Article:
Stressed Out Students Need Solutions

Posted September 3rd, 2009 by Maria Pascucci and filed in College Grad to Student, Stress

Every day, in both my personal and professional life, I deal with stressed-out college students and the fallout from their over-managed, ultra-achieving, anxiety-ridden lives.

From a college senior: Worry over GPA has caused me to suffer stomach problems, headaches, insomnia and panic attacks requiring medication. I am afraid to complete this huge project worth 50 percent of my grade because I’m afraid it won’t be ‘good enough.’ Why? I have a 3.95 GPA and now I’m terrified of ‘blowing it.’ AHAHAH. How can I give this up & not let it rule my life?

A new survey released last month by mtvU and the Associated Press reveals that 85 percent of students reported feeling stressed on a daily basis.  Academic concerns like school work and grades topped the list of stressors beating out other stressors such as financial woes even in today’s economy. The 2,200 college students polled across 40 colleges and universities paint a grim picture.

As 1.6 million kids walk across the stage at graduation, one wonders what their most salient college memories will be. Falling in love? Discovering Plato? Tutoring low income kids?  According to a new study, it might just be that overwhelming stress is the most resonant memory. It shouldn’t be this way. While I’m grateful to mtvU and the Associated Press for raising awareness of student stress, it’s time we all focus on practical, positive solutions that today’s students crave. We can start by telling young people:

1. “Being perfect in college isn’t the gateway to success and happiness; learning and creating relationships are. Building networks and being excited about something does translate into jobs.”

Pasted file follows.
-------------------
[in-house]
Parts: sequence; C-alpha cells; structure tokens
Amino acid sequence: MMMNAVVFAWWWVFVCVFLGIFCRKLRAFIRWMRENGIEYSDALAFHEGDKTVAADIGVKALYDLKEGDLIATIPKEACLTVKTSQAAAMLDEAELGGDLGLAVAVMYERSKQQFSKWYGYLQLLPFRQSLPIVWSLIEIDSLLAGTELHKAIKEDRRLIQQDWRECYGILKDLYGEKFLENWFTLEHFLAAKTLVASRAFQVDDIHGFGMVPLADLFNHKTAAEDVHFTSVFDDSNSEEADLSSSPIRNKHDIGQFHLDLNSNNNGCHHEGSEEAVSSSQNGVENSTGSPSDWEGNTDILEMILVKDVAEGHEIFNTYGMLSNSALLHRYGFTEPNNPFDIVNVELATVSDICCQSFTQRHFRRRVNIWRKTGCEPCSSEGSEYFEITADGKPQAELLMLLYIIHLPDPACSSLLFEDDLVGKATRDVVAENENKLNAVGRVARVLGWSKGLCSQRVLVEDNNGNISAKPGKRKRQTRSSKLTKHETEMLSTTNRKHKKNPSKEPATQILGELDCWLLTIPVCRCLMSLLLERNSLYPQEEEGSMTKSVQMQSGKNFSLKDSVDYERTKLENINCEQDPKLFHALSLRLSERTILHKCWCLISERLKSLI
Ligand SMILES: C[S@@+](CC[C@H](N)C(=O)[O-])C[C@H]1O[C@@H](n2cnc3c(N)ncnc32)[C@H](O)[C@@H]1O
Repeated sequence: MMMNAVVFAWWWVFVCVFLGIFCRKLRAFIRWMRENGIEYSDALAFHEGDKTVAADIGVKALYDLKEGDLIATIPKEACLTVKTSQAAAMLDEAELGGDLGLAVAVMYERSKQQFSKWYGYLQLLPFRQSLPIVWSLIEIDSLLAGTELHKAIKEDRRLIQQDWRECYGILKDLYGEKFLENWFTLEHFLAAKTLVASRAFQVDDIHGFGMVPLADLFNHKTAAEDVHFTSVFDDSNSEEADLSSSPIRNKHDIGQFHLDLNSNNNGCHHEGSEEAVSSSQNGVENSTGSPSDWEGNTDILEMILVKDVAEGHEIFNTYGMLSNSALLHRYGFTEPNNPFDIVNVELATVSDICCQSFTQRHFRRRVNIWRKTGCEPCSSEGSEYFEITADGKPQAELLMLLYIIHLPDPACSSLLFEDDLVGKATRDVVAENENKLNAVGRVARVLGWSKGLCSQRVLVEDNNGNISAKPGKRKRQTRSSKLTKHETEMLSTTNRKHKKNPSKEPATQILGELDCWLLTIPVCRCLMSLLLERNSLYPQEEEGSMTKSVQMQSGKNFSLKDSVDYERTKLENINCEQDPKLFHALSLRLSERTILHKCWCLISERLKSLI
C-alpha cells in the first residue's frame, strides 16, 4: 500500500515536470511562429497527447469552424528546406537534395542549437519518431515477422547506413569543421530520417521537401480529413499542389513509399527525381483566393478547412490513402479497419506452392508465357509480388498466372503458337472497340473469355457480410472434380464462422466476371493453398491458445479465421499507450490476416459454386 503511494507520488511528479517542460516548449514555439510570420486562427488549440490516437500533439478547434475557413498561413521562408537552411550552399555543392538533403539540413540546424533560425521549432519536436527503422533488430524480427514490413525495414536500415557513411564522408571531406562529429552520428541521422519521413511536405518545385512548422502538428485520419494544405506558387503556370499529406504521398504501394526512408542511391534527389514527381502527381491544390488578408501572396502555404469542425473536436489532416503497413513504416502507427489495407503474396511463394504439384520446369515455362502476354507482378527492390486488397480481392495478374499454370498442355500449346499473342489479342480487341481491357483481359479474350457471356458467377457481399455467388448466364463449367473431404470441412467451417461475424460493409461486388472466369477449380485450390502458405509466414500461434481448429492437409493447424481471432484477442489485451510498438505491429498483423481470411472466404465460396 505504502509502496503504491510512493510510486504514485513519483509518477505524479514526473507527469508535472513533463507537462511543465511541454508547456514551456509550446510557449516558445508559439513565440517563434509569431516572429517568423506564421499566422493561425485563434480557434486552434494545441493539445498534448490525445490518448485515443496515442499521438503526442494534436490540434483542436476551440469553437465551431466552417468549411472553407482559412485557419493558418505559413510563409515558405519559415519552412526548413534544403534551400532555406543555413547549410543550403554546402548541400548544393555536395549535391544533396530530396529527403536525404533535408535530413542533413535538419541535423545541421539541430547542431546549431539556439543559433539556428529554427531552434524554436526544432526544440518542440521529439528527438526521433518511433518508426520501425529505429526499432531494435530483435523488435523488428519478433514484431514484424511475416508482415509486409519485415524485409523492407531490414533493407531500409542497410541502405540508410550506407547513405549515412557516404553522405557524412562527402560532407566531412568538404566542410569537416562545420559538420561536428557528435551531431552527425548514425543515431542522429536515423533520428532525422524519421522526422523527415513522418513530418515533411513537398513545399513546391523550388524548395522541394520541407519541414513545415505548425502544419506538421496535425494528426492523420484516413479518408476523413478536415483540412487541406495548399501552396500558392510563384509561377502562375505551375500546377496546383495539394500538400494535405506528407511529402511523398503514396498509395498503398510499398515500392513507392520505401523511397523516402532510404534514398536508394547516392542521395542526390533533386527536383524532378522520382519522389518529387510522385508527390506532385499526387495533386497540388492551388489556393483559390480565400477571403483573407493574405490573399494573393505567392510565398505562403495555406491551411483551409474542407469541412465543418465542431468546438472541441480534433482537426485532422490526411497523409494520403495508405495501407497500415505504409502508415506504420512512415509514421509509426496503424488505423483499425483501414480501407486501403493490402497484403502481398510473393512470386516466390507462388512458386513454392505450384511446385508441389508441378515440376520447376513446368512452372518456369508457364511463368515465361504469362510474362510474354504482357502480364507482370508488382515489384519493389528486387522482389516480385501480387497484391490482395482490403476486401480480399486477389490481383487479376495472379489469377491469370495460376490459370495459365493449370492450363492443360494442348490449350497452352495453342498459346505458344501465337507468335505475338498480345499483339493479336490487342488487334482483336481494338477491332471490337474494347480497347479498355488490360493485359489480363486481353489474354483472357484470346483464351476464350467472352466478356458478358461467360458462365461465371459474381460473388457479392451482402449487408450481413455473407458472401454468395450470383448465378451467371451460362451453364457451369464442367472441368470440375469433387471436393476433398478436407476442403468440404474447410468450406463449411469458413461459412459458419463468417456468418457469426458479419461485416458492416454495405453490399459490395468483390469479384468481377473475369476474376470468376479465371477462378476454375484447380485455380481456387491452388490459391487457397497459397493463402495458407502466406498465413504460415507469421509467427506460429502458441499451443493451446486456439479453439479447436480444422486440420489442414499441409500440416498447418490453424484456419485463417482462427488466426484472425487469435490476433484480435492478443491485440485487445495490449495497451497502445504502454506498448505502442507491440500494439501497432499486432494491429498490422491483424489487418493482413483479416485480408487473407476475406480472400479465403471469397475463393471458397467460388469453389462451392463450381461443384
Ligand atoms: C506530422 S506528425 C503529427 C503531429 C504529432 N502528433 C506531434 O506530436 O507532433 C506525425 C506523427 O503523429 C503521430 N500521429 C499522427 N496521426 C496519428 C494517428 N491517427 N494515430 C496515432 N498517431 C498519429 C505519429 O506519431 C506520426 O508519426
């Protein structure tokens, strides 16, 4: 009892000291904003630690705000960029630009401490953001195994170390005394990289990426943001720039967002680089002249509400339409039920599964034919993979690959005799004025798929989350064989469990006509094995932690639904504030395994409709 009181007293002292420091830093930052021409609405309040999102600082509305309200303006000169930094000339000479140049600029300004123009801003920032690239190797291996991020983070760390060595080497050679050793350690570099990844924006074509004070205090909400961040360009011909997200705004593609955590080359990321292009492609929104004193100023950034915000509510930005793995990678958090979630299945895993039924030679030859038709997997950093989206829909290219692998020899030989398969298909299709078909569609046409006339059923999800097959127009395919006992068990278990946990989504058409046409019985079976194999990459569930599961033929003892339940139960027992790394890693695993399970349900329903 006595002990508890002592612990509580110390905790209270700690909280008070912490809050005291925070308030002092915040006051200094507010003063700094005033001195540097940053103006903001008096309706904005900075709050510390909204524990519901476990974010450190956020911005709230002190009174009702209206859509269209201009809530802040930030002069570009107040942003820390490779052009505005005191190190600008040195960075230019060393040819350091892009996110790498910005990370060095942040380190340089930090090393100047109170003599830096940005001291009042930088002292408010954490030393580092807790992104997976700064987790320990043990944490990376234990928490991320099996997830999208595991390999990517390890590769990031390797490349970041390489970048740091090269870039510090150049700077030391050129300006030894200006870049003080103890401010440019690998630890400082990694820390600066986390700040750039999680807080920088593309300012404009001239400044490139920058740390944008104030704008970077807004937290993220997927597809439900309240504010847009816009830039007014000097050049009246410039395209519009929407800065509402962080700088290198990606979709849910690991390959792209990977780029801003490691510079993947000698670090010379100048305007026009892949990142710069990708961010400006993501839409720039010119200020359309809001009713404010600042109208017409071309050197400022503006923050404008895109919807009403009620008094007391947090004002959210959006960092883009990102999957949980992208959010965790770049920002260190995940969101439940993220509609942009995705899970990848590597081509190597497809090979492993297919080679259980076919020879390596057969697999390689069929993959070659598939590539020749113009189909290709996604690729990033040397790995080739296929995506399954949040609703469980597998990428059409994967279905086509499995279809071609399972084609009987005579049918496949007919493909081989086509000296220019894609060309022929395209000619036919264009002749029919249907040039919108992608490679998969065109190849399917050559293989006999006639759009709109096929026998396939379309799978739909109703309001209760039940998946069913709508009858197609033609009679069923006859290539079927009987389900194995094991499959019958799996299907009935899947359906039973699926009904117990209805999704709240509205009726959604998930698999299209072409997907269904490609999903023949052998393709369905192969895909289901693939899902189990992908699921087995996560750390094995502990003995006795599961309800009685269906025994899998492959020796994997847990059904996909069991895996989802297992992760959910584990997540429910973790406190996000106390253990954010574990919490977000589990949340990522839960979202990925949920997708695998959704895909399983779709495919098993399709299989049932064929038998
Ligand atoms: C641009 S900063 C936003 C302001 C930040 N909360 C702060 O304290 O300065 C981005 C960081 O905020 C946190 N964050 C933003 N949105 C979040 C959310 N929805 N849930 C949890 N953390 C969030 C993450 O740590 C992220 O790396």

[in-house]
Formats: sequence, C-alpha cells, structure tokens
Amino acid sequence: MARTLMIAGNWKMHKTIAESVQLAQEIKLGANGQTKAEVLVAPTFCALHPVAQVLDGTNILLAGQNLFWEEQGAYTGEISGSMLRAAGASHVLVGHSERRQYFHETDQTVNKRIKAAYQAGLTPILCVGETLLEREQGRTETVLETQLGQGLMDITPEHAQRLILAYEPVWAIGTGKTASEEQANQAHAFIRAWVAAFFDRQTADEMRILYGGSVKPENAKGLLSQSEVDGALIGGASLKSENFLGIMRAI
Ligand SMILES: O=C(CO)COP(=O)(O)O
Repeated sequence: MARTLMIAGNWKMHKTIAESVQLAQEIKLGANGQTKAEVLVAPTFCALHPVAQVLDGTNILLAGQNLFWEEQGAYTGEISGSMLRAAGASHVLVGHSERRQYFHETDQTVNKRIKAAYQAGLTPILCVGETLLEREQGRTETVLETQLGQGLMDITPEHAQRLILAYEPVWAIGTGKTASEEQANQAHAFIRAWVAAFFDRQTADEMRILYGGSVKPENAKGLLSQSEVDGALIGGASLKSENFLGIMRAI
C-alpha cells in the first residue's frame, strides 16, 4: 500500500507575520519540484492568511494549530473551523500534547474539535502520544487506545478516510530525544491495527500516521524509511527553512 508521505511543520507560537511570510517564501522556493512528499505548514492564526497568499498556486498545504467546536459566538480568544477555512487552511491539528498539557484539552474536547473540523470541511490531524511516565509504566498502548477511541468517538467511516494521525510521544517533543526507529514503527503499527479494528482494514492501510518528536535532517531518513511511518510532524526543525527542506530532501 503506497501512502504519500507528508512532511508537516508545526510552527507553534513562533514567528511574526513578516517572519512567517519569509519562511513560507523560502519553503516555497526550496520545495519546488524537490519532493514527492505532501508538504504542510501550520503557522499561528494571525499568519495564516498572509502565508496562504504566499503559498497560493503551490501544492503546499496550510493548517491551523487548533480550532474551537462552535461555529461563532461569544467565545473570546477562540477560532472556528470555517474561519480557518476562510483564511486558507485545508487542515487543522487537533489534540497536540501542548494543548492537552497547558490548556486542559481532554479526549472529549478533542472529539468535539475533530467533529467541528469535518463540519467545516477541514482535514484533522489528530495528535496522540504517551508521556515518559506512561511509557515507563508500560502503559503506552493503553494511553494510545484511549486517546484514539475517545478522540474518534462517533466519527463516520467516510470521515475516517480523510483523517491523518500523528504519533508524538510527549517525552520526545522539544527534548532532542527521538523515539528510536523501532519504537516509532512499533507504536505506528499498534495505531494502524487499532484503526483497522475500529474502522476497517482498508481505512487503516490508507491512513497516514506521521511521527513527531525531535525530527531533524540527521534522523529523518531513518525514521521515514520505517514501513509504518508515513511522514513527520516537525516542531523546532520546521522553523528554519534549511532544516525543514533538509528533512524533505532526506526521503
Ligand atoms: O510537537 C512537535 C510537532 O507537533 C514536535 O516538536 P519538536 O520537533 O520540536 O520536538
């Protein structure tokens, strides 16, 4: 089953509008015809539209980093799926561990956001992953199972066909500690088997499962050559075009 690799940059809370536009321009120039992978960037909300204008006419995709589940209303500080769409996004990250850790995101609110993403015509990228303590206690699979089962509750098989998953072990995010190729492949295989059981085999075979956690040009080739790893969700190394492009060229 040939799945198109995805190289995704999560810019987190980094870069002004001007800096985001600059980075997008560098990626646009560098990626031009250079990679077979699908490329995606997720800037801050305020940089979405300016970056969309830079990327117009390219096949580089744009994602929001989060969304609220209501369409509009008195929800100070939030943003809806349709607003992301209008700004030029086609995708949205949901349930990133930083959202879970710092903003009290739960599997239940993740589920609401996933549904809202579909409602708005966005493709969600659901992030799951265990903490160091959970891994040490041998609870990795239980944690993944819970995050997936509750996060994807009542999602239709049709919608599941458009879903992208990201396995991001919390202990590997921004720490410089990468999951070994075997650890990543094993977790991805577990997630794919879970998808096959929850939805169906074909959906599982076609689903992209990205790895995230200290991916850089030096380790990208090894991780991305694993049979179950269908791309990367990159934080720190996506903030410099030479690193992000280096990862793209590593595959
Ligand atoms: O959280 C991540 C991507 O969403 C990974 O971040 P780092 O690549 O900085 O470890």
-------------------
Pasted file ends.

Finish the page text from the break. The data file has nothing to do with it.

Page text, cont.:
Eight years ago, I graduated summa cum laude from college while completing a double major and a minor. My résumé was perfect, but I was a wreck. I battled anxiety, depression and insomnia because of the unrealistic expectations I’d placed on myself to be the best. Today, I’m the president of, a national organization that empowers students to prioritize their health before they graduate. Employers look for resilient, energetic, creative young employees; not one hiring manager cared about the summa cum laude notation on the top of my résumé.

2. “You are more than the measure of your GPA.”

Too many students measure their self-worth by their academic accomplishments. They’re terrified to take a chance on learning if it means earning a less-than-perfect grade in the process. That is a tragedy because it undermines the whole purpose for being in school in the first place.

Here’s what we all can do: Pull a young person aside today and tell her why you think she’s great just because she laughs at your jokes, smears ketchup on potato chips, peanut butter and jelly on waffles (thanks Dad!), or sings rather badly in the shower. In other words, tell someone why they’re special in any way that cannot be measured by a letter grade.

3. “Success starts with self-love.”

Our society sends some harmful messages about what it means to be successful. A few years ago, I remember reading about a powerful female executive featured in Glamour Magazine. She said, “The secret to my success is Starbucks coffee. I think if you’re willing to sacrifice some sleep, you can do anything you’ve always wanted, whether it’s writing a book or running a marathon.” There is nothing self-loving about not giving our bodies the rest they need.

55 percent of college students reported experiencing sleep troubles at least several days in the two week period in which they were polled, and 69 percent reported feeling tired or having little energy.

Some well-intentioned parents, policy makers and educators worry that if they tell high-achieving students that it’s okay to not stress over every single grade, test, paper and résumé builder, their students will turn into slackers and their grades will plummet. Rest assured, high-achieving students will still reach their potential. They will still be leaders. But even if a student’s GPA happens to drop one semester from a 4.0 to a 3.65 but he learns resilience in the process, that student gave himself a gift far more valuable than a measly fraction of a point could measure.

America needs a cultural shift both inside and outside of the classroom. As a friend wisely told me, “Accolades and A’s are not what life, ultimately, is about.”

~ Maria Pascucci is the founder and president of and author of the award-winning book, Campus Calm University: The College Student’s 10-Step Blueprint to Stop Stressing & Create a Happy, Purposeful Life

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